Indian origin scientist named primary contributor to invention of Moderna's Covid vaccine
A filing by Moderna for its patent application for the Covid vaccine using the revolutionary RNA technique listed Pune-educated bioinformatics scientist Mihir Metkar as the "first named inventor"
A scientist of Indian origin has been identified by Moderna as the primary contributor to its Covid-19 vaccine.
A filing by the company for its patent application for the coronavirus vaccine using the revolutionary RNA technique listed Pune-educated bioinformatics scientist Mihir Metkar as the "first named inventor", a designation that usually recognises the primary contributor to the invention.
He is also listed as one of the inventors in two other Covid-19 vaccine patent applications by Moderna to the US Patent Office.
Moderna's is of the new class of vaccines that use what is called messenger RNA (mRNA) that cause the body to create some proteins similar to that in the Covid-19 virus and trigger the body's immune system to make antibodies that will fight the coronavirus if it invades the body. (Conventional vaccines use either dead viruses or parts of them or a modified version of the gene of a different virus.)
Metkar's identification as the "first named inventor" is in the document filed by Moderna to dispute the US government's National Institutes of Health (NIH) assertion that its scientists should also be credited as inventors of the vaccine, which was developed in collaboration with it and with $1.53 billion provided by the administration of former President Donald Trump under the Operation Warp Speed programme to quickly produce vaccines.
Vladimir Presnyak and Guillaume Stewart-Jones are listed after him in the original application for the patent.
Metkar received his MSc degree from the Institute of Bioinformatics and Biotechnology at the Savitribai Phule Pune University and worked at the Indian Institute of Science Education and Research (IISER) in Pune as a project assistant before coming to the United States, according to his LinkedIn profile.
He did his PhD at the RNA Therapeutics Institute at the University of Massachusetts Medical School in Worcester and worked there as a post-doctoral fellow, before joining Moderna in 2018, the profile said.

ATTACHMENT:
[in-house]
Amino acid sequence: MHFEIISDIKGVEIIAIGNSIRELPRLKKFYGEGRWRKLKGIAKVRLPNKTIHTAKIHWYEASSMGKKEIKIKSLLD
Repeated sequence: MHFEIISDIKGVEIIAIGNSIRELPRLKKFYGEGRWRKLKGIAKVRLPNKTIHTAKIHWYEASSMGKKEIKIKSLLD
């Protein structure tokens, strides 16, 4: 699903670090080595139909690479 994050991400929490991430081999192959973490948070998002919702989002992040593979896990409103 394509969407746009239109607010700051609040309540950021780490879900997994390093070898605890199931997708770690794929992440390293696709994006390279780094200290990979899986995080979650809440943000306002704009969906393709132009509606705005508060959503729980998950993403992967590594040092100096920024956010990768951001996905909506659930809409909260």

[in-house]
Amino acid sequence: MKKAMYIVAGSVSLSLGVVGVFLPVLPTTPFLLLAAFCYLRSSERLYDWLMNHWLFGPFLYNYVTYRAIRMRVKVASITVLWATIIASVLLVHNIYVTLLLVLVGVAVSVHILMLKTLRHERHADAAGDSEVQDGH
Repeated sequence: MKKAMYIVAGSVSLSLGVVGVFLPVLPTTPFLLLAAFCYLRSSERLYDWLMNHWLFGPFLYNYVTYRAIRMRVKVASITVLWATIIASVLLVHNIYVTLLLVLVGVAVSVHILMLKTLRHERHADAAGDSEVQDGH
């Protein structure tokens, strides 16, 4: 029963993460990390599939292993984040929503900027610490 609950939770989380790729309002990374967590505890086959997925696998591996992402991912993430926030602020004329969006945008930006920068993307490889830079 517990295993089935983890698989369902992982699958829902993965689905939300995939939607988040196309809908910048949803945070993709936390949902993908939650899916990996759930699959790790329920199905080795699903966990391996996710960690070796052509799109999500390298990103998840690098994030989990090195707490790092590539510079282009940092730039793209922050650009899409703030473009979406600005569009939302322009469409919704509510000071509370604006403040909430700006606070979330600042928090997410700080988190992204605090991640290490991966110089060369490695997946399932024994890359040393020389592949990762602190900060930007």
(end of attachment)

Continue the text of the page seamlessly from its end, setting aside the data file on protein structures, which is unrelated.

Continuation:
In a separate patent filing, Moderna listed Sunny Himansu, who has an MBBS degree, as one of the two inventors of the Betacoronavirus Vaccine.
Moderna's vaccine is one of the two main vaccines in the US and about 164 million doses of it have been given so far in the US, according to the Centers for Disease Control.
In addition, millions of people have been vaccinated in Europe and elsewhere with the Moderna vaccine.
The other main vaccine used in the US is the Pfizer-Biontech, which was developed in Germany and uses mRNA.
A third vaccine from Johson & Johnson is also used in the US. It was developed by J&J's Jansen Pharmaceutical, whose global head of research and development is Mathai Mammen.
The patent document naming Metkar as the "first named inventor" was filed on behalf of Moderna by an intellectual property law firm asserted that the three NIH scientists who collaborated with them should not be considered co-inventors as the NIH has asked.
If the NIH scientists are recognised as co-inventors, the NIH and the government may be entitled to receive a share of royalties from the use of the patents and also be able to allow others to make the vaccine.
An NGO, Public Citizen, has pointed out in a letter to the head of the NIH that co-ownership of the patent "can empower the US government to authorise" other manufacturers around the world to use some of the patents to make the vaccine.
The group said that with "huge gaps in global vaccine access" the need for the government to exercise control over the vaccine technology "only grows more urgent".